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The development and characteristics of the philippine market

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Jazzie Jazz

on 22 July 2014

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Transcript of The development and characteristics of the philippine market

factors that led to the disintegration of filipino barangay
It is when the Spaniards came.
Alipin Namamahay
Alipin Sagigilid
Datu's Family
the economic aspects of the barangay organization during pre-spanish
Settlement of some 30 to 100 families.
Located along the coast or by the banks of inland rivers and lakes.
Generally more humane and justly ruled by the Datu than many societies.
Has three distinct social classes:
1. The Nobility
2. The Freemen
3. The Slaves
The development and characteristics of the philippine market economy
How did Chinese contribute to the establishment of market economy in the philippines?
There is no doubt that the
Chinese contribute much
to the establishment of a
Market Economy
in the Philippines.
- They serve as the oil machinery of commerce throughout the Archipelago.

- They supplied the need for coin for working capital and for all credit.

- They advanced money to the FIlipino producers or hacienderos.
The Galleon trade
The Manila Galleons were Spanish trading ships that made round-trip sailing voyages once or twice per year across the Pacific Ocean from the port of Acapulco in New Spain to Manila in the Spanish East Indies . The name of the galleon changed reflecting the city that the ship was sailing from. The term Manila Galleons is also used to refer to the trade route between Acapulco and Manila, which lasted from 1565 to 1815.
The Manila Galleons were also known in New Spain as
"La Nao de la China“
because it carried largely Chinese goods, shipped from Manila.
The trade route was inaugurated in 1565 after
Agustinian friar and navigator Andrés de Urdaneta discovered the tornaviaje or return route from the Philippines to Mexico.
The first successful roundtrips were made by Urdaneta and by Alonso de Arellano that year. The route lasted until 1815 when the Mexican War of Independence ended Spanish control of Mexican ports.
What events led to an increase in agricultural productivity during the Spanish colonization period?
The plantation boom
tobacco monopoly
Nueva Ecija
land economics
During spaniards colonization, all Philippine lands were considered part of the Spanish domain.
4 Classes of Land Ownership in the Philippines
Friars, Agustinians,
Dominicans, Recoletos
Spanish Proprietors
Meztizos & Filipinos
Owned 172,000 hectares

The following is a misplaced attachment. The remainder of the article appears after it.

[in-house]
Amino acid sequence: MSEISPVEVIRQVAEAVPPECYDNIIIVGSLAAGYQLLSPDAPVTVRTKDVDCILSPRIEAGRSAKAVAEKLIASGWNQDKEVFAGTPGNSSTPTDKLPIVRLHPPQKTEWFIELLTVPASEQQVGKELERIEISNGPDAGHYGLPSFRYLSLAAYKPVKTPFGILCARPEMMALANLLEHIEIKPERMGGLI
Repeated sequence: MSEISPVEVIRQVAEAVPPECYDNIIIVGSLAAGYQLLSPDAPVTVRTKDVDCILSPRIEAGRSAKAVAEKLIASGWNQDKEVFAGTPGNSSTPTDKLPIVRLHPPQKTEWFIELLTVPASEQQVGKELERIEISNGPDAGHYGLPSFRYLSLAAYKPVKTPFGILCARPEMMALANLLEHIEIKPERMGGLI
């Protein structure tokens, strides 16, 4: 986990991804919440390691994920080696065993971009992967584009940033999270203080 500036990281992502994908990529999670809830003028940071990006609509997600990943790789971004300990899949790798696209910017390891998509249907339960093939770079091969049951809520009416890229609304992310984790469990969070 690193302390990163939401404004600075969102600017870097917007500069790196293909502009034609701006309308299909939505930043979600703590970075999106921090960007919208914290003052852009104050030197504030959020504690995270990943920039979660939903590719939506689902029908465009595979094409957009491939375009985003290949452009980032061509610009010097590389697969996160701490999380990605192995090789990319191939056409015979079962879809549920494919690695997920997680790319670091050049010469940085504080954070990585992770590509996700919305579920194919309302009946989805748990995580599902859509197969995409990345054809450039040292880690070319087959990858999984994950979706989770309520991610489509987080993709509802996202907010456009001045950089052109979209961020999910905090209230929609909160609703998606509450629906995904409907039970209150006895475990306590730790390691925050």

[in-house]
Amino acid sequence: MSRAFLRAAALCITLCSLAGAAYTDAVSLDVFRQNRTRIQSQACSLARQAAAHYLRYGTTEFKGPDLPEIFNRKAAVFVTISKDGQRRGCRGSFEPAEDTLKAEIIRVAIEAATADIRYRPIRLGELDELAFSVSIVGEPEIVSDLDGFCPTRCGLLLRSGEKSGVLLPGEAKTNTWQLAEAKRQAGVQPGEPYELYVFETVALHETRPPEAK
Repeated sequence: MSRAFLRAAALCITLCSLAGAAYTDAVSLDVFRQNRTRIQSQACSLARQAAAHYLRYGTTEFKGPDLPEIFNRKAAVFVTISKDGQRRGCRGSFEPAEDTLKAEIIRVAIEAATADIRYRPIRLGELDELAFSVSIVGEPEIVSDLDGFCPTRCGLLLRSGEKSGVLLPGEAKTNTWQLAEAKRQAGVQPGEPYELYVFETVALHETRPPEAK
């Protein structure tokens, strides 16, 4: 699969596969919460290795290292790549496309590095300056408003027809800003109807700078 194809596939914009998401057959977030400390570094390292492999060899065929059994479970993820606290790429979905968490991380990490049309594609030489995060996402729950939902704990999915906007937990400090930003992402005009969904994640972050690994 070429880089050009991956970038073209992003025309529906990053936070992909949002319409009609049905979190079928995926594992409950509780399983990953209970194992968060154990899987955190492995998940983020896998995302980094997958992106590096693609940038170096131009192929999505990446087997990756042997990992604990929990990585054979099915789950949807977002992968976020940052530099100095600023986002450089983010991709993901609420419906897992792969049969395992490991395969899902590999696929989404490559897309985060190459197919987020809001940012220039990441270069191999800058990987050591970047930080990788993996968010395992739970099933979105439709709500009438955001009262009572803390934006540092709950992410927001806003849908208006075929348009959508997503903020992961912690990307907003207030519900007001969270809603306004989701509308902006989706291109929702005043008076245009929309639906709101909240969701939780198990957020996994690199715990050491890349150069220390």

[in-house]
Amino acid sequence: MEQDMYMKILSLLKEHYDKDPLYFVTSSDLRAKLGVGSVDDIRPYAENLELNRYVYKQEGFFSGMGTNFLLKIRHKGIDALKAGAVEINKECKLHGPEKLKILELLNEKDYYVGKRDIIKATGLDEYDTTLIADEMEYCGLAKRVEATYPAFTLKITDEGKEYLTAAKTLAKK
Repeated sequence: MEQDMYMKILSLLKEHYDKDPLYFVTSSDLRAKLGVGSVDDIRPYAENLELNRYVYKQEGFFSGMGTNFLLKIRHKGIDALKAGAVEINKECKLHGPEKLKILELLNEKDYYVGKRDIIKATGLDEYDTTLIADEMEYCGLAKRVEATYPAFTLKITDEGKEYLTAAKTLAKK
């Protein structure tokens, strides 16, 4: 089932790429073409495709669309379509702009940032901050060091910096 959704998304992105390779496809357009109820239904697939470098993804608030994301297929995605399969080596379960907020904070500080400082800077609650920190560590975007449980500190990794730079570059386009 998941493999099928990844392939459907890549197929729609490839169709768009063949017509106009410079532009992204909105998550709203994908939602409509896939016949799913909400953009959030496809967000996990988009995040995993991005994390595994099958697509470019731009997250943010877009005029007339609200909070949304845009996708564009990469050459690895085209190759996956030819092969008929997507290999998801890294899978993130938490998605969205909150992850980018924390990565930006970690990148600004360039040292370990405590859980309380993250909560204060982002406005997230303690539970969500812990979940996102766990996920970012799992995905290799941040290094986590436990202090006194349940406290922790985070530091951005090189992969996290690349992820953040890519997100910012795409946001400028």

The owner-cultivators
Had small strips of land
the greatest failure of the market economy
the distinct feature of market economy
Ownership of Resource
(Who owns the nation's resource?)
Public Sector
Private Sector
- Airport
- Railroads
- Some farms
- Some Mines
- Factories
Owns everything else
The Decision process
(Who decides what, how much, how & for whom to produce?)
Incentive System
(What motivates individuals to become productive?)
As the employees work harder, their salaries increase and the result is greater consumer demand which in turn encourages greater production.
Factors Influencing
the Existence and
Intensify of Specialization
Size of Population and the Labor Force
A smaller community of people has less room for specialization than a bigger one.
The Level and Quality of Education
The available man power of a country has to be divided in such a way that there is neither shortage nor surplus of skills relative to the demands of the economy.
Unhealthy Attitude of the Labor Force Towards Manual Work
The educated class in the Philippines looks down in such skilled manual workers as carpenters, plumbers and mechanics.
Degree of Urbanization
Specialization tends to be greater in the cities not only because urban dwellers are busier people, but because they have more peso votes and naturally have greater demand for goods and services.
Possibilities of Exchange
People specializes because they know they can exchange the fruits of their specialization with those of others.
Fruits of Specialization
Greater productivity and more efficient production are made possible through specialization.
Division of Labor Leads to all of the following:
- increase of dexterity in every particular worker.

- as workers specializes, he is bound to become more skillful and more efficient in what he is doing.
Saving Time
Which is commonly lost in passing from one type of work to another.
Invention of a great number of machines
Which facilitate work and increase its productivity
Cost of Specialization

- the greater there is of it, the greater the interdependence among men and among nations.
Occupational Mobility
If one has a very specialized training, it will take some years of him to adapt to another occupation.
Disappearance of the "Personal Touch"
Specialization in mass production techniques normally leads to products which are standardized.
No matter how we look at it. the advantages of specialization however, far outweigh its disadvantages. it has led to greater efficiency and therefore more rapid economic progress.
~ the end ~
PErez, MArianne de guzman
navarra, zea mae pelengco
de jesus, lyn sy
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